Nielsen has a strong portfolio of publications, including The Hollywood Reporter, Billboard, and others. Of concern though, is this quote, by Nielsen, as cited by the Financial Times, “For assets that don’t hit the mark, we’re always looking to work them out of the portfolio.” PDN is not insulated from drop in print subscribers or drops in advertising revenues. However, it would be foolish for the Nielsen number crunchers to judge PDN on print subscribers alone when their online content is not only robust, but also pre-designed to continue the nibble-then-pay model that the Murdochs (rightly) see as the future of publishing.
(Continued after the Jump)One interesting model is that used by The Hollywood Reporter, touted by them as "...an exact replica of the print edition with page turner technology...", and that may be one model that could spread to the rest of the Nielsen-cum-Murdoch lineup, post-acquisition. Interestingly, this model just may allow some of the high per-page advertising rates to be maintained, as opposed to the poorly established low per-pixel rates being paid for online ads that was set across the board years ago, and is not sustainable nowadays (actually, it was never sustainable, just underwritten by the print ad revenues).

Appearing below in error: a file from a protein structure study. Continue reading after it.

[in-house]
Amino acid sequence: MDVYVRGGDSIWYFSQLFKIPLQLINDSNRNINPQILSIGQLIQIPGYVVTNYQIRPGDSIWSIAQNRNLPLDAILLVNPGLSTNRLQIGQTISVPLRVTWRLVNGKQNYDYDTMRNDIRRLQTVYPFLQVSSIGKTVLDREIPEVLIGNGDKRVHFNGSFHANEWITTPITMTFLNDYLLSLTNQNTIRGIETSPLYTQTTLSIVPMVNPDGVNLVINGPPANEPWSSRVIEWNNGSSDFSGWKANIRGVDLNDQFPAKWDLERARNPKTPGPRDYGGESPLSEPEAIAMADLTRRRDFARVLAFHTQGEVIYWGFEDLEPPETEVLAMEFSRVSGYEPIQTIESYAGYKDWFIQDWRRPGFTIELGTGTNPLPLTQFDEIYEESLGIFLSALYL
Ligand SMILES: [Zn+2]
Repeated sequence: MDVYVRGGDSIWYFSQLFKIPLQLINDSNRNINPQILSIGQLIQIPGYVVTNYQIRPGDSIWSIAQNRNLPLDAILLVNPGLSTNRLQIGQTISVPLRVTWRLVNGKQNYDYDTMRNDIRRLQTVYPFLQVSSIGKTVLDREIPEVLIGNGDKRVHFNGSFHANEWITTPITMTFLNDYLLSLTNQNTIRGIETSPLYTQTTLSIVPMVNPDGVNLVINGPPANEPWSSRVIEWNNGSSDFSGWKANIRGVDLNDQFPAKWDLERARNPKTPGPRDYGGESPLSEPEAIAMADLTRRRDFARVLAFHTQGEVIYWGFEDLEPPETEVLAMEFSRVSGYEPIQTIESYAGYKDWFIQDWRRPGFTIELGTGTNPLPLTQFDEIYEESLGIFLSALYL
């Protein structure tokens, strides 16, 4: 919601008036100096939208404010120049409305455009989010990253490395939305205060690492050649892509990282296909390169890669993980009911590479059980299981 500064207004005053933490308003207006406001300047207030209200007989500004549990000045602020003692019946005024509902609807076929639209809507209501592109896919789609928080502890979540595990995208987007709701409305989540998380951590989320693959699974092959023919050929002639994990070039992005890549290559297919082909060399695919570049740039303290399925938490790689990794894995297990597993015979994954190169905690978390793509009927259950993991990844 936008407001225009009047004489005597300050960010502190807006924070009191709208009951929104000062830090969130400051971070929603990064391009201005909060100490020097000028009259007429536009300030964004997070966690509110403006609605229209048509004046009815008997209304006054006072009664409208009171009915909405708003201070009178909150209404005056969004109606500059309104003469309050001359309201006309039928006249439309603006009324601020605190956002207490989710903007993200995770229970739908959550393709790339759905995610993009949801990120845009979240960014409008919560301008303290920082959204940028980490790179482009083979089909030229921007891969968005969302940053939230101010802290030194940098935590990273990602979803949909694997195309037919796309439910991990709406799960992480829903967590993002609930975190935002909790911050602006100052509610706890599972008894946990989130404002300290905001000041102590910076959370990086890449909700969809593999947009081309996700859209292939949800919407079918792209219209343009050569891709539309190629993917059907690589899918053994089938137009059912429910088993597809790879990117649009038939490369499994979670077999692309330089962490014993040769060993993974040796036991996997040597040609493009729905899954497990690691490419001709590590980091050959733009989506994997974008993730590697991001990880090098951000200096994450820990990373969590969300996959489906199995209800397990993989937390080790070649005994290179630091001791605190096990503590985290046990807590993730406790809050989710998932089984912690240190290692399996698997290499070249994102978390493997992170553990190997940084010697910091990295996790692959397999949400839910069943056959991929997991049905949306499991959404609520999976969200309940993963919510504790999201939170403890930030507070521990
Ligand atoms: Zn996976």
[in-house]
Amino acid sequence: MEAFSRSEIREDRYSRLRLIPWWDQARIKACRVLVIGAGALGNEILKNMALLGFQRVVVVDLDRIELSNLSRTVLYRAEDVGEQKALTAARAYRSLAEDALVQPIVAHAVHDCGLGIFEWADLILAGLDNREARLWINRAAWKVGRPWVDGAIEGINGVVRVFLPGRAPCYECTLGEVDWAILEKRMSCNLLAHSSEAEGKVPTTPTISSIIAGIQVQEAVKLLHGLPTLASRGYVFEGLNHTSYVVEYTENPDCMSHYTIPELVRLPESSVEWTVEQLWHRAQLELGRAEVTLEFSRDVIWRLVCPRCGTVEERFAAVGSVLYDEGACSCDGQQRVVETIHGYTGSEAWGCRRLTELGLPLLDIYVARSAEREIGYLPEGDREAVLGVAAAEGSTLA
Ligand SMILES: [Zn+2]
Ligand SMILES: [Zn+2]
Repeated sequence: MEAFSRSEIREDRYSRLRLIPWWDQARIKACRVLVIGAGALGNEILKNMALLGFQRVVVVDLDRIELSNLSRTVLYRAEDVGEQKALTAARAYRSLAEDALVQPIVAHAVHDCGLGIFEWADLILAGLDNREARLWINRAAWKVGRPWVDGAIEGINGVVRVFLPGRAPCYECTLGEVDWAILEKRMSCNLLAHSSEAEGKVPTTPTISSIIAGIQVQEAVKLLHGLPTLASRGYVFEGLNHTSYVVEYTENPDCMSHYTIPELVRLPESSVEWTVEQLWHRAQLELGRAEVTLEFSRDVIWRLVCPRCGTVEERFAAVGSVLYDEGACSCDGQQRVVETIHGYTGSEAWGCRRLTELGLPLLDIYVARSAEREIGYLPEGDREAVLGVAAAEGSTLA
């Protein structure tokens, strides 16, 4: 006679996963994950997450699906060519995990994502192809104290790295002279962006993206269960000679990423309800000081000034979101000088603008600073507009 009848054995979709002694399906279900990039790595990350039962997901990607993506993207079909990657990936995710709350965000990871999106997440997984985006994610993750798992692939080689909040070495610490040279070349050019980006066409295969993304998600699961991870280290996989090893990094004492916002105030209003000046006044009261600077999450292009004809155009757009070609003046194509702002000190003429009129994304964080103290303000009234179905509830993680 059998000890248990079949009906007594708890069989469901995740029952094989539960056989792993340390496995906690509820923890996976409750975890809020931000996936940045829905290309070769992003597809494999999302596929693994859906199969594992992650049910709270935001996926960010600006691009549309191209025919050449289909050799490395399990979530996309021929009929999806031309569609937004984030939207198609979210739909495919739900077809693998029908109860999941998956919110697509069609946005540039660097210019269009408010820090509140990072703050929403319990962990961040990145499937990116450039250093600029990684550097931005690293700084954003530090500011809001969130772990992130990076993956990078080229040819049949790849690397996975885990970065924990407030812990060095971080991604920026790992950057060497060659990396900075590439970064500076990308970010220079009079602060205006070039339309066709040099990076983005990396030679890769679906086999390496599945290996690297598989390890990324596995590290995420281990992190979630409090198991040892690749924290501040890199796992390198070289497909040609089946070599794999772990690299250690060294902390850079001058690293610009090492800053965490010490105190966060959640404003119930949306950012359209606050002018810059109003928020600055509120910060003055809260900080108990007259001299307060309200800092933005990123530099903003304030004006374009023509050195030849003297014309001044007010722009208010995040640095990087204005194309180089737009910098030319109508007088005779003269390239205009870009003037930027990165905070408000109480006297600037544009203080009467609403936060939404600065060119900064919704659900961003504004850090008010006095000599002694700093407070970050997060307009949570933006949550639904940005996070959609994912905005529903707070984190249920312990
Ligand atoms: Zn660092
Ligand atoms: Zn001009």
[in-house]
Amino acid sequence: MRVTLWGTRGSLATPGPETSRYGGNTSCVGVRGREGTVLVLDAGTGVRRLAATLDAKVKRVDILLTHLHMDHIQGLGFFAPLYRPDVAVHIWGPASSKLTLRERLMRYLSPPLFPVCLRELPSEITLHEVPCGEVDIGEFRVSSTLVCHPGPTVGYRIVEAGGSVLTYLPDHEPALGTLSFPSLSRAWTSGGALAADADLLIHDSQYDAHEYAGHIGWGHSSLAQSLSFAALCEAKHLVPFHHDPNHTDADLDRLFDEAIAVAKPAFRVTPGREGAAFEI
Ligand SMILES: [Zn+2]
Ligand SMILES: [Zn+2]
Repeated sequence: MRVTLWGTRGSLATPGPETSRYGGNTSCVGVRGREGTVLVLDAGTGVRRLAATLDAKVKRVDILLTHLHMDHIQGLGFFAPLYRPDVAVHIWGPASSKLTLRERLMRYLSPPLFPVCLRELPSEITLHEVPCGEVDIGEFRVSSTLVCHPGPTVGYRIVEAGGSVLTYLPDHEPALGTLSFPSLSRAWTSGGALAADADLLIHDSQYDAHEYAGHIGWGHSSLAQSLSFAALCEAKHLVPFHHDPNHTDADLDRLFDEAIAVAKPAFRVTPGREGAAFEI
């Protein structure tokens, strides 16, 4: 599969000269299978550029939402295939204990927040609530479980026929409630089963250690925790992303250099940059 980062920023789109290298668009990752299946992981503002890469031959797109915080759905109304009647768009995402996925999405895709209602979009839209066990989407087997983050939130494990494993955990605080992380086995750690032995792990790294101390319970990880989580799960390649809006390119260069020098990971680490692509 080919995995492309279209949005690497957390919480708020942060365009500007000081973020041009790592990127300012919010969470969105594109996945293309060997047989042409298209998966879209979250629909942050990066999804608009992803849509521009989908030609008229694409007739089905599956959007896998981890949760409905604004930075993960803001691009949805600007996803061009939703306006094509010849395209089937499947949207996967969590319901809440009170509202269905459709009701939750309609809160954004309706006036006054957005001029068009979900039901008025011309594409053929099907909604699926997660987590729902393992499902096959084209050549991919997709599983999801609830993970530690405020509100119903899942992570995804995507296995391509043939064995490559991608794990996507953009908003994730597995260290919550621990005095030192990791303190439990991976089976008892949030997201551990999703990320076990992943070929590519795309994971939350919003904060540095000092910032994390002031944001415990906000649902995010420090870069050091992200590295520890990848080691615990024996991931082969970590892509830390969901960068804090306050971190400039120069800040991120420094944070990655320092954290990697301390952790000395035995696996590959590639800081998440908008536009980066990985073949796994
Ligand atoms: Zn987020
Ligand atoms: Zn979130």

As noted at the beginning, broad coverage, in an attempt to serve the masses, is not the future, niche media is. TechCrunch reported on a survey that showed that small town newspapers showed an increase of 4.3% in advertising, as well as local classified ads. Considering that a local newspaper is one example of niche publishing (i.e. local news for the local reader), this makes sense. One example (and apologies in that the town's name escapes me) showed that local (i.e. niche) focus pays well, with a circulation of over 100%, because the subscribers were giving their papers to friends in neighboring towns to read. While this may be an extreme example, consider the value of the free subscriptions given to doctors offices, in terms of the number of actual readers per issue.
In the end, it makes sense for Nielsen to not only utilize and expand the PDN nibble-then-pay model, but also to keep the quality of content and reporting that PDN has delivered for years and expand on it where printed page-counts are not the limiting factors to great stories, articles, and insights.
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